Feature image of Japanese chicken curry with fresh apples in a bowl with rice and pickled vegetables

The Secret Ingredient in This Japanese Chicken Curry is Fresh, Crisp Apples

Japanese curry is sweet and mild, making it a perfect gateway version to introduce children and spice-shy adults to the delicious world of curries. This recipe makes for mouth-watering leftovers, too (though you may need to thin it out a touch with water when reheating as the sauce thickens with time). This Japanese chicken curry is so delicious and a major hit at our house.

Japanese chicken curry with fresh apples plated in a bowl with rice

Related: Slow Cooker Curries That Deliver All the Flavour

Japanese Chicken Curry With Fresh Apple

Prep Time: 30 minutes
Cook Time: 60 minutes
Total Time: 1 hr 30 minutes
Servings: 8

Ingredients:

Curry Roux
3 Tbsp (42g) unsalted butter
5 Tbsp (42g) all-purpose flour (or sub 1:1 gluten-free flour if needed)
1 Tbsp S&B curry powder *See note
⅛ tsp sweet paprika

Chicken Curry
2 lbs skinless, boneless chicken thighs cut into 1-inch pieces
1-2 tsp kosher salt (2 tsp if using Diamond Crystal brand, 1 tsp if other)
1 large white onion, sliced thinly (about 2 cups)
3 large carrots, cut into 1-inch pieces (about 2 cups)
2 medium Russet potatoes, peeled and cut into ¾-inch cubes (about 4 cups)
4 cups homemade or store-bought low-sodium chicken broth
1 8g package instant vegetarian kombu dashi granules *Optional, see note
1 sweet red apple (Gala, Honey Crisp or Fuji), peeled and grated
1 Tbsp soy sauce or tamari for gluten-free
1 Tbsp mirin
2-3 Tbsp honey, to taste
Neutral high heat oil for cooking

For serving
Steamed rice
Fukujinzuke (Japanese pickled vegetables such as radish, eggplant, cucumber)

Mise-en-place of ingredients for Japanese chicken and apple curry

See More: Our Top Make-Ahead Chicken Recipes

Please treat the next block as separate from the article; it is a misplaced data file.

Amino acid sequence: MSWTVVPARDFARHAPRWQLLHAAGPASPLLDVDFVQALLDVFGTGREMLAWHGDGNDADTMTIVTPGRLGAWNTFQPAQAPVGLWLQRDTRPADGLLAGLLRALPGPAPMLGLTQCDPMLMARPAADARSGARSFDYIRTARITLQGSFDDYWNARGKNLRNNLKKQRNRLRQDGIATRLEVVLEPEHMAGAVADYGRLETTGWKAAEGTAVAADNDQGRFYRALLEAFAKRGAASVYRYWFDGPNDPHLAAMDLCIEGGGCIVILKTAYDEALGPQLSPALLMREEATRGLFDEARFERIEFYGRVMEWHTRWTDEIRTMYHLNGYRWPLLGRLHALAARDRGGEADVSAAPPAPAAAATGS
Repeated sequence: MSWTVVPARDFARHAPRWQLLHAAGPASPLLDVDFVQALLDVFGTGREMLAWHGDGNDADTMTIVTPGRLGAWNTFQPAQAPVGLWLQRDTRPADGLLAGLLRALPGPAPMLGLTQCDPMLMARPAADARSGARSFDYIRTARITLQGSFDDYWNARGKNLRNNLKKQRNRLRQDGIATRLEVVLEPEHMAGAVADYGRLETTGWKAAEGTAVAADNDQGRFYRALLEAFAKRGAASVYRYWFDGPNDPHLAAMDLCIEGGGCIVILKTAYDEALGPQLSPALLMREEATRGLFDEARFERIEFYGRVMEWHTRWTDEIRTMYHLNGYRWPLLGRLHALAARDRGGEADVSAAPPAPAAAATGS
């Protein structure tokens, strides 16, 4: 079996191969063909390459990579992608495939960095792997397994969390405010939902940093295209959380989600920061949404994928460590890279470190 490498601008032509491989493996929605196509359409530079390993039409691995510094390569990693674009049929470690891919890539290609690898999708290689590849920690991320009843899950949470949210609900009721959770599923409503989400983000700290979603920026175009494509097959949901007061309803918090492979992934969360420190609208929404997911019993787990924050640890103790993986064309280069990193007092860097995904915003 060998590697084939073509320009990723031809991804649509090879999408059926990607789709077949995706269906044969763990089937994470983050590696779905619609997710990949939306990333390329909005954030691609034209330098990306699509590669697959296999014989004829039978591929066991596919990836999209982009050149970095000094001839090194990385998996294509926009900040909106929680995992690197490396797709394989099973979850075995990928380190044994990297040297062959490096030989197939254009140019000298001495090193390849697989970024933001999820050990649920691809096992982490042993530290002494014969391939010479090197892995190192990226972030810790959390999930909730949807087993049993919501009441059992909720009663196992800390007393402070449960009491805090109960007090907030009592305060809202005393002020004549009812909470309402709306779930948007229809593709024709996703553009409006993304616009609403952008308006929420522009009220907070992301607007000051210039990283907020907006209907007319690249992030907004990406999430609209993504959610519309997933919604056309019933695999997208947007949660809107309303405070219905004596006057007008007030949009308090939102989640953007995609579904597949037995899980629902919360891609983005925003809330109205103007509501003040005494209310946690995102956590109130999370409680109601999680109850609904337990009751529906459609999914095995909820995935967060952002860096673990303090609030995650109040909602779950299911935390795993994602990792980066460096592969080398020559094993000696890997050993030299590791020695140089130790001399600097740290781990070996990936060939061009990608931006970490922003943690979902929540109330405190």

Directions:

1. Season the chicken pieces with salt to taste and set aside.

2. In a small pot over medium-low heat, melt butter. Whisk in flour and cook for 10 to 15 minutes or until it has turned golden brown (but not very dark brown). Add curry spice and mix well. Cook for 30 seconds more. Remove from heat.

Raw ingredients for Japanese chicken curry

3. Heat a large Dutch-oven or heavy pot over medium-high heat. Add oil and brown chicken in 2-3 batches so as not to overcrowd the pot. Set aside.

4. Add a drizzle more oil, then add in the onions, carrots and potatoes. Season with salt to taste and sauté about 10 minutes. Add broth, dashi, grated apple and the reserved chicken.

5. Bring to a boil, then turn down to a simmer. Give it a taste and season with additional salt depending on salt content in your broth and your taste. Cover and let simmer on low for 10 minutes or until potatoes are tender and the grated apple has pretty much dissolved into the sauce. Check occasionally and skim off the scum on the surface and discard.

6. Add in the curry roux, soy sauce and mirin. If the curry roux hardened after cooling, scoop a ladle of sauce into the pot to thin it out enough to scoop. Simmer and stir until curry roux is completely incorporated with no lumps remaining. Taste and add honey as needed (how much honey is needed depends on your spice blend. I like adding 2-3 tablespoons to mellow out the slight bitter edge of the S&B curry powder). Simmer low uncovered 5-10 minutes or until slightly thickened. Serve over steamed rice with a side of Japanese pickles.

Japanese chicken curry being cooked

Notes: Many households make this dish using store-bought Japanese curry roux ‘bricks’ which are tasty and convenient. But you will see in this recipe that homemade roux is not difficult to make at all and nicely eschews all the additives in the purchased bricks.  What’s great is you can scale up the roux recipe to keep a few portions on hand in the freezer—then defrost and use in the recipe just like you would the store-bought bricks.

You’ll see this recipe calls for the S&B brand of “oriental curry powder”, which is a Japanese spice blend containing some of the usual suspects like turmeric, coriander, fenugreek, cumin, chili pepper, ginger, etc. plus mandarin orange peel which is perhaps a little bit different. It can be purchased at Japanese or other well-stocked East Asian supermarkets, as well as online. If you can’t source S&B specifically, substitute with your favourite mild “curry powder” blend and it will work well. Instant vegetarian kombu dashi powder is another very Japanese ingredient in this recipe.  It is made from dried kelp (different from the standard version made with fish). It adds a uniquely Japanese flavour and umami to the curry that I love but is not an absolute must so I have listed it as optional.

JApanese chicken curry with apples cooking on stovetop

Want more comforting dinner recipes? Check out satisfying slow cooker recipes that are perfect for any night of the week.

Leave a Reply